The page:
Brent futures fell 43 cents, or 0.5 percent, to $79.14 a barrel by 0218 GMT, after climbing 35 cents on Tuesday. Last week, the global benchmark hit $80.50 a barrel, the highest since November 2014.
U.S. West Texas Intermediate (WTI) crude futures eased 25 cents, or 0.4 percent, to $71.95 a barrel, having climbed on Tuesday to $72.83 a barrel, the highest since November 2014.
The Organization of the Petroleum Exporting Countries (OPEC) may decide to raise oil output as soon as June due to worries over Iranian and Venezuelan supply and after Washington raised concerns the oil rally was going too far, OPEC and oil industry sources familiar with the discussions told Reuters.
The OPEC-led supply curbs have largely cleared an inventory surplus in industrialized countries based on the deal’s original goals, and stocks continue to decline.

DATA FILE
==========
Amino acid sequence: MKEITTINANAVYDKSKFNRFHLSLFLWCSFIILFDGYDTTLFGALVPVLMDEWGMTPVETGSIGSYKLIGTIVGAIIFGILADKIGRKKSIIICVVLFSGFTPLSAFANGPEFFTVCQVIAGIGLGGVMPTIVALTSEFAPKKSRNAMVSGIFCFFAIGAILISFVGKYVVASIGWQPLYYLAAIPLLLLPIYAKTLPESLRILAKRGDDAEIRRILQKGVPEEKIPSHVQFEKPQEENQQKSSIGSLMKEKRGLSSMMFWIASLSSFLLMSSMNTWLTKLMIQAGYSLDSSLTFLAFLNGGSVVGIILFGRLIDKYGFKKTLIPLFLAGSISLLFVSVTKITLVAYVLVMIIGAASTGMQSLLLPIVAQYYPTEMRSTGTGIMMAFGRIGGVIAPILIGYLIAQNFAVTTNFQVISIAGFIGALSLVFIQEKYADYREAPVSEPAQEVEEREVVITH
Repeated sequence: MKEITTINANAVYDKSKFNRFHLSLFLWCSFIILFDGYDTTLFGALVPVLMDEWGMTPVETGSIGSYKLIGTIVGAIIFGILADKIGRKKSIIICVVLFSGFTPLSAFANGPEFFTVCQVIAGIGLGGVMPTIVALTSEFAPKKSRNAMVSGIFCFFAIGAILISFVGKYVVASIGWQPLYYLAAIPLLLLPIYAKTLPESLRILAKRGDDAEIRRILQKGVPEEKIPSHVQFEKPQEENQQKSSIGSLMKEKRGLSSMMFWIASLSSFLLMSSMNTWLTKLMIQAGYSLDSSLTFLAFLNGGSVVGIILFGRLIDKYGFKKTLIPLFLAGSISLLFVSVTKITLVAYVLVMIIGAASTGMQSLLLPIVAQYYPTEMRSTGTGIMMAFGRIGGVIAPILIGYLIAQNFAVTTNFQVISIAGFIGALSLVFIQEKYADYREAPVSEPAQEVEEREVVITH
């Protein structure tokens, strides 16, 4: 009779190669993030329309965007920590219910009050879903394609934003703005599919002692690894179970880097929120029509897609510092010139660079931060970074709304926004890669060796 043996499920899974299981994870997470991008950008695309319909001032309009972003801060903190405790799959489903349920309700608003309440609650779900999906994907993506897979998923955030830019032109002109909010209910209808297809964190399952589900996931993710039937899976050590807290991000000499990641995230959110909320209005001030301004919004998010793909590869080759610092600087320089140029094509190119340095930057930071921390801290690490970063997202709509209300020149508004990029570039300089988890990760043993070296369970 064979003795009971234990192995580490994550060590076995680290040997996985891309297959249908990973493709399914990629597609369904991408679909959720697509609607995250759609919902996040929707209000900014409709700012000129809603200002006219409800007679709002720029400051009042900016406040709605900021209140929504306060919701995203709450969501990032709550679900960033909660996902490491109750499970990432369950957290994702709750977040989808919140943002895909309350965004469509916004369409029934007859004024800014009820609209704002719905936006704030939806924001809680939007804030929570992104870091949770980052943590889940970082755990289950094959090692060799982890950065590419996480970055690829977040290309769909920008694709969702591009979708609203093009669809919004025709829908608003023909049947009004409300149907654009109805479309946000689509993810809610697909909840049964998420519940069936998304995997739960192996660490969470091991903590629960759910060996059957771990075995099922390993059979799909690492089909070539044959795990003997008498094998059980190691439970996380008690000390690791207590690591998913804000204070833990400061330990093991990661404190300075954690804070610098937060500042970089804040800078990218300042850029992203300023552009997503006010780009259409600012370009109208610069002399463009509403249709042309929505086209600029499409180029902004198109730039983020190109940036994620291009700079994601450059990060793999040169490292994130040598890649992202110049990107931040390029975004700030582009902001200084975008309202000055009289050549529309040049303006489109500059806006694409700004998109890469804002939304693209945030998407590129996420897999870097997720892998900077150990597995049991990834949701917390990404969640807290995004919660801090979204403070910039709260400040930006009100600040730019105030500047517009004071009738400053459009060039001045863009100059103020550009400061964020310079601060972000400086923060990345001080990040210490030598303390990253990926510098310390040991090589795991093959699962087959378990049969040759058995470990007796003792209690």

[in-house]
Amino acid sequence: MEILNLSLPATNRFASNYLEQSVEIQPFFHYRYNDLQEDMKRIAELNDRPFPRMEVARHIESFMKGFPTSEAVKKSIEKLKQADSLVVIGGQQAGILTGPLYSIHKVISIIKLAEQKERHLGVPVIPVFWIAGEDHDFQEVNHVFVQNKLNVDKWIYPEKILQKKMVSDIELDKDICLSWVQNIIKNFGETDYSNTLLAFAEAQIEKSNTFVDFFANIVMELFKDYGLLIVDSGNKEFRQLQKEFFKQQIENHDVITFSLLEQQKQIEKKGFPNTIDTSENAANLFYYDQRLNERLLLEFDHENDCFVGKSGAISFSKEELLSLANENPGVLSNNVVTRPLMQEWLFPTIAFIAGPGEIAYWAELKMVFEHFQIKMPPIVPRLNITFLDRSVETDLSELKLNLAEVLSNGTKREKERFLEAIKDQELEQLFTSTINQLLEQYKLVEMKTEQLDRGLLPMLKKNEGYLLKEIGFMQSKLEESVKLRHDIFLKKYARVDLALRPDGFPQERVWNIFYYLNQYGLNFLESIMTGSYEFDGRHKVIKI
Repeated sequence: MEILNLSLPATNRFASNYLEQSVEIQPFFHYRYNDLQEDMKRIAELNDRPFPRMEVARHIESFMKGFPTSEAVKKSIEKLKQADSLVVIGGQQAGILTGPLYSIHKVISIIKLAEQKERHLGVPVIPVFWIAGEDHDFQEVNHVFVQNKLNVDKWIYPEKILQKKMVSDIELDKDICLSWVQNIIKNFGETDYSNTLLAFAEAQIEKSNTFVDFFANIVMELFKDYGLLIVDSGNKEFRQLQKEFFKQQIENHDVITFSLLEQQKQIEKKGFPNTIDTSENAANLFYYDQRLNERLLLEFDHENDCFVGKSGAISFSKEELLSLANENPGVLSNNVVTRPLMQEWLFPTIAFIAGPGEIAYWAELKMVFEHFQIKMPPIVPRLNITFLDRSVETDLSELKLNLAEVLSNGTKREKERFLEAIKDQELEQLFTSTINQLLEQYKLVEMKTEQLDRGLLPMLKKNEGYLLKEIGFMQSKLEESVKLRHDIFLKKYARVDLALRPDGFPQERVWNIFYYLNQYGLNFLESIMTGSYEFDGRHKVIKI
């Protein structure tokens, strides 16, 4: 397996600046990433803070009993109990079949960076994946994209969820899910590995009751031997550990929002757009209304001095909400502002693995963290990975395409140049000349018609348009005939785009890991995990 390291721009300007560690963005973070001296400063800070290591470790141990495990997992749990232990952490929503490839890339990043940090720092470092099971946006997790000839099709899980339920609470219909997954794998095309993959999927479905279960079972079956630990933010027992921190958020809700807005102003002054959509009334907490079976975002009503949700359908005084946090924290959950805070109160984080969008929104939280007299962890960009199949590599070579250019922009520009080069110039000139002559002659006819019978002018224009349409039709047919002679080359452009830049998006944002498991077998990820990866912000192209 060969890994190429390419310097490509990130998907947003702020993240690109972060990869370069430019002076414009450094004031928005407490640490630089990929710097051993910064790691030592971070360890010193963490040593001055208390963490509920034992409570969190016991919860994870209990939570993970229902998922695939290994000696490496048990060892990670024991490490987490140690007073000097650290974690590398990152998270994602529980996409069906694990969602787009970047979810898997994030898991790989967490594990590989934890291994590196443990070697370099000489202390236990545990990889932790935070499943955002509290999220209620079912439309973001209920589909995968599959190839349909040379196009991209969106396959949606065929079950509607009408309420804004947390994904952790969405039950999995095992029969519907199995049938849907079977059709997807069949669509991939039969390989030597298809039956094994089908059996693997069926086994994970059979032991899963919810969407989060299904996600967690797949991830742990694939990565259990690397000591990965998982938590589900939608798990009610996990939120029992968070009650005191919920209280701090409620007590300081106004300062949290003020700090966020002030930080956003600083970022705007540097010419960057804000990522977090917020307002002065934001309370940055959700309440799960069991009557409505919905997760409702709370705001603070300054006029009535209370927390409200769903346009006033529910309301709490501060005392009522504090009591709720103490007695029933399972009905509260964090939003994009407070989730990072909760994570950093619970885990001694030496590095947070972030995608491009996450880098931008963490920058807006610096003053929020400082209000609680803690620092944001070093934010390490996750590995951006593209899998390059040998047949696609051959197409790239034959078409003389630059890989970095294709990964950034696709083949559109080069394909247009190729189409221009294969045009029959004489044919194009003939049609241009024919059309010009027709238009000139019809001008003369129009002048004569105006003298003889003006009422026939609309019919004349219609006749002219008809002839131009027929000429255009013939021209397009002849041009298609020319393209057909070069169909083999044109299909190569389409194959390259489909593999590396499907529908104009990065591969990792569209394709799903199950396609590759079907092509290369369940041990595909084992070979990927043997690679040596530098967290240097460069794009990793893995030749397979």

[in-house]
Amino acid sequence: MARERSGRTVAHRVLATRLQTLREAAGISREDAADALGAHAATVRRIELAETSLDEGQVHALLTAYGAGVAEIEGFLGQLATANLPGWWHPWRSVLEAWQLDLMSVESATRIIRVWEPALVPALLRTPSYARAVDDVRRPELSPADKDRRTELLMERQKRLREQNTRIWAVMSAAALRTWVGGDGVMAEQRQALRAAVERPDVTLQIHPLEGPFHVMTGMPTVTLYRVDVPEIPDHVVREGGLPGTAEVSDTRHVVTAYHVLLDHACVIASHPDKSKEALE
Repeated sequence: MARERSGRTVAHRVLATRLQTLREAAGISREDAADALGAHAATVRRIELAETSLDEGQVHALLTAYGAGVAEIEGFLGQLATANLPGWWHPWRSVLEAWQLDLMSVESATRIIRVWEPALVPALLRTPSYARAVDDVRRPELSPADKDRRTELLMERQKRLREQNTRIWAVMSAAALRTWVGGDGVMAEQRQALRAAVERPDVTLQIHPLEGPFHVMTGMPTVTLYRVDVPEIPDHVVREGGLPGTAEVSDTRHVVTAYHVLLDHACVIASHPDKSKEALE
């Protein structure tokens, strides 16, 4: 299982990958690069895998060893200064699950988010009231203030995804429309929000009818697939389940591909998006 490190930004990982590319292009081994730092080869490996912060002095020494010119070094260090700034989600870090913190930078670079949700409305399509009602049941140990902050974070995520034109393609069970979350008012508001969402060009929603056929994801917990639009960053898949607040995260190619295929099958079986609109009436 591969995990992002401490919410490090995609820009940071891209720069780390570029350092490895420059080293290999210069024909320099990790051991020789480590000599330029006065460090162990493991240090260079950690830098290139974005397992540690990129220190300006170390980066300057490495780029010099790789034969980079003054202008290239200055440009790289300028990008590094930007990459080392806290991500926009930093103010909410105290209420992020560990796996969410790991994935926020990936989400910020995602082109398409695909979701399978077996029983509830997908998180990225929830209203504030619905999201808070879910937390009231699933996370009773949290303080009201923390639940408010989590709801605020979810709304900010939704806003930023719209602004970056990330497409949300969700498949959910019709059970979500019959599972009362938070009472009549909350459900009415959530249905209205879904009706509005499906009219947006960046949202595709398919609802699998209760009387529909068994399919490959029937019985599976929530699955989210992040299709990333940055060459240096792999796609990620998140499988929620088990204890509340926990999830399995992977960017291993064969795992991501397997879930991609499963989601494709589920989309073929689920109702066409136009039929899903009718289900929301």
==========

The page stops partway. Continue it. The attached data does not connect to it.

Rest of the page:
Rising supply in the United States, where shale production is forecast to hit a record high in June, has limited the upward move in prices.
Concerns about a potential drop in Iranian oil exports following Washington’s exit from a nuclear arms control deal with Tehran have driven prices to multi-year highs.
On Monday, the United States demanded Iran make sweeping changes – from dropping its nuclear program to pulling out of the Syrian civil war – or face severe economic sanctions.
The United States is actively considering oil sanctions on Venezuela, where output has dropped by a third in two years to its lowest in decades.
U.S. crude and distillate stockpiles fell last week, while gasoline inventories increased unexpectedly, data from industry group the American Petroleum Institute showed on Tuesday.
Investment & trading in securities market is always subjected to market risks, past performance is not a guarantee of future performance.
CapitalStars Investment Adviser: SEBI Registration Number: INA000001647
Our Some Best Services Read it Here…